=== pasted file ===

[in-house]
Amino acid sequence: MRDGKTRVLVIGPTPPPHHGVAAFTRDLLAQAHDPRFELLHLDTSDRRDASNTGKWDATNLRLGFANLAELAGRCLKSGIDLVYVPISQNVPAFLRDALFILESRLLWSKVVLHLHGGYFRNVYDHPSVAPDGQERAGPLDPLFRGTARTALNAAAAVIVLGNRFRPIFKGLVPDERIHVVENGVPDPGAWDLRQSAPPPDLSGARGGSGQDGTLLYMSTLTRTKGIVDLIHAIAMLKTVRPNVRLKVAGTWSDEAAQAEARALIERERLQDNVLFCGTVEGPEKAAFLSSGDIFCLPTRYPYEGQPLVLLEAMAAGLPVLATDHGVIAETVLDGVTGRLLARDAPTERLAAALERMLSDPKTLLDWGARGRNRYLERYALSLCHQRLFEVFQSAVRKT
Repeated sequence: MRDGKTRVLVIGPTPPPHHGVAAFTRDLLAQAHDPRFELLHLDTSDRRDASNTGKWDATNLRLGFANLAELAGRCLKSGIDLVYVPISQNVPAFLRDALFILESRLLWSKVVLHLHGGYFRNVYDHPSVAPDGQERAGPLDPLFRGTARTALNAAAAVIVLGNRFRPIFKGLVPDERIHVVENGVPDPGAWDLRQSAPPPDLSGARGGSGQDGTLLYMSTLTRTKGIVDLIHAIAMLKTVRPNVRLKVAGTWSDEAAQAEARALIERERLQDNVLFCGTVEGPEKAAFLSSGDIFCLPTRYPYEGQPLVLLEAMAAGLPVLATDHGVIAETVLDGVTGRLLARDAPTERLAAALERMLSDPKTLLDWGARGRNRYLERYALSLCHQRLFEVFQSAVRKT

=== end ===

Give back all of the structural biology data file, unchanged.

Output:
[in-house]
Amino acid sequence: MRDGKTRVLVIGPTPPPHHGVAAFTRDLLAQAHDPRFELLHLDTSDRRDASNTGKWDATNLRLGFANLAELAGRCLKSGIDLVYVPISQNVPAFLRDALFILESRLLWSKVVLHLHGGYFRNVYDHPSVAPDGQERAGPLDPLFRGTARTALNAAAAVIVLGNRFRPIFKGLVPDERIHVVENGVPDPGAWDLRQSAPPPDLSGARGGSGQDGTLLYMSTLTRTKGIVDLIHAIAMLKTVRPNVRLKVAGTWSDEAAQAEARALIERERLQDNVLFCGTVEGPEKAAFLSSGDIFCLPTRYPYEGQPLVLLEAMAAGLPVLATDHGVIAETVLDGVTGRLLARDAPTERLAAALERMLSDPKTLLDWGARGRNRYLERYALSLCHQRLFEVFQSAVRKT
Repeated sequence: MRDGKTRVLVIGPTPPPHHGVAAFTRDLLAQAHDPRFELLHLDTSDRRDASNTGKWDATNLRLGFANLAELAGRCLKSGIDLVYVPISQNVPAFLRDALFILESRLLWSKVVLHLHGGYFRNVYDHPSVAPDGQERAGPLDPLFRGTARTALNAAAAVIVLGNRFRPIFKGLVPDERIHVVENGVPDPGAWDLRQSAPPPDLSGARGGSGQDGTLLYMSTLTRTKGIVDLIHAIAMLKTVRPNVRLKVAGTWSDEAAQAEARALIERERLQDNVLFCGTVEGPEKAAFLSSGDIFCLPTRYPYEGQPLVLLEAMAAGLPVLATDHGVIAETVLDGVTGRLLARDAPTERLAAALERMLSDPKTLLDWGARGRNRYLERYALSLCHQRLFEVFQSAVRKT